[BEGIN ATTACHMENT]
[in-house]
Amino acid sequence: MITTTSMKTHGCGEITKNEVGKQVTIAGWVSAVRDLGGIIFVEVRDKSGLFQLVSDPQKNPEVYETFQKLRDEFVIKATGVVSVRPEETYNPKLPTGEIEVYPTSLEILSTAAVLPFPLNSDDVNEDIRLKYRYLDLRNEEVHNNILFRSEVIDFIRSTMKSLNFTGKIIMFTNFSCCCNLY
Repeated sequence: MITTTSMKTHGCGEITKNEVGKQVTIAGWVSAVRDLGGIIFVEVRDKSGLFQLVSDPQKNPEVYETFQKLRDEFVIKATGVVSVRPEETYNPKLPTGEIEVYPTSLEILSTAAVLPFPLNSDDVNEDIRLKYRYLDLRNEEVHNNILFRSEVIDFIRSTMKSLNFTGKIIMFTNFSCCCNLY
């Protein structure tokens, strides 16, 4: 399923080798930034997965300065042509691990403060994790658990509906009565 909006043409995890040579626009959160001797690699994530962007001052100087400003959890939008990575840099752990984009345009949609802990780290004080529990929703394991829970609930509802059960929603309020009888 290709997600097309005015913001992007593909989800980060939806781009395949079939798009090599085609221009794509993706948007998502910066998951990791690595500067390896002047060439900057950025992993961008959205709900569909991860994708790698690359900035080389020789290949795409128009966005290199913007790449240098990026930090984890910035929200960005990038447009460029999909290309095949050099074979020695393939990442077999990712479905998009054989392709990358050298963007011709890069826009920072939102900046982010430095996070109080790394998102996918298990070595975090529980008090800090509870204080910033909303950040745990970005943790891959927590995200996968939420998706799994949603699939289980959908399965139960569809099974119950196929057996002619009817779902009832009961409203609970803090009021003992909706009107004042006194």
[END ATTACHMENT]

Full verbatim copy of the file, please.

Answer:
[in-house]
Amino acid sequence: MITTTSMKTHGCGEITKNEVGKQVTIAGWVSAVRDLGGIIFVEVRDKSGLFQLVSDPQKNPEVYETFQKLRDEFVIKATGVVSVRPEETYNPKLPTGEIEVYPTSLEILSTAAVLPFPLNSDDVNEDIRLKYRYLDLRNEEVHNNILFRSEVIDFIRSTMKSLNFTGKIIMFTNFSCCCNLY
Repeated sequence: MITTTSMKTHGCGEITKNEVGKQVTIAGWVSAVRDLGGIIFVEVRDKSGLFQLVSDPQKNPEVYETFQKLRDEFVIKATGVVSVRPEETYNPKLPTGEIEVYPTSLEILSTAAVLPFPLNSDDVNEDIRLKYRYLDLRNEEVHNNILFRSEVIDFIRSTMKSLNFTGKIIMFTNFSCCCNLY
């Protein structure tokens, strides 16, 4: 399923080798930034997965300065042509691990403060994790658990509906009565 909006043409995890040579626009959160001797690699994530962007001052100087400003959890939008990575840099752990984009345009949609802990780290004080529990929703394991829970609930509802059960929603309020009888 290709997600097309005015913001992007593909989800980060939806781009395949079939798009090599085609221009794509993706948007998502910066998951990791690595500067390896002047060439900057950025992993961008959205709900569909991860994708790698690359900035080389020789290949795409128009966005290199913007790449240098990026930090984890910035929200960005990038447009460029999909290309095949050099074979020695393939990442077999990712479905998009054989392709990358050298963007011709890069826009920072939102900046982010430095996070109080790394998102996918298990070595975090529980008090800090509870204080910033909303950040745990970005943790891959927590995200996968939420998706799994949603699939289980959908399965139960569809099974119950196929057996002619009817779902009832009961409203609970803090009021003992909706009107004042006194």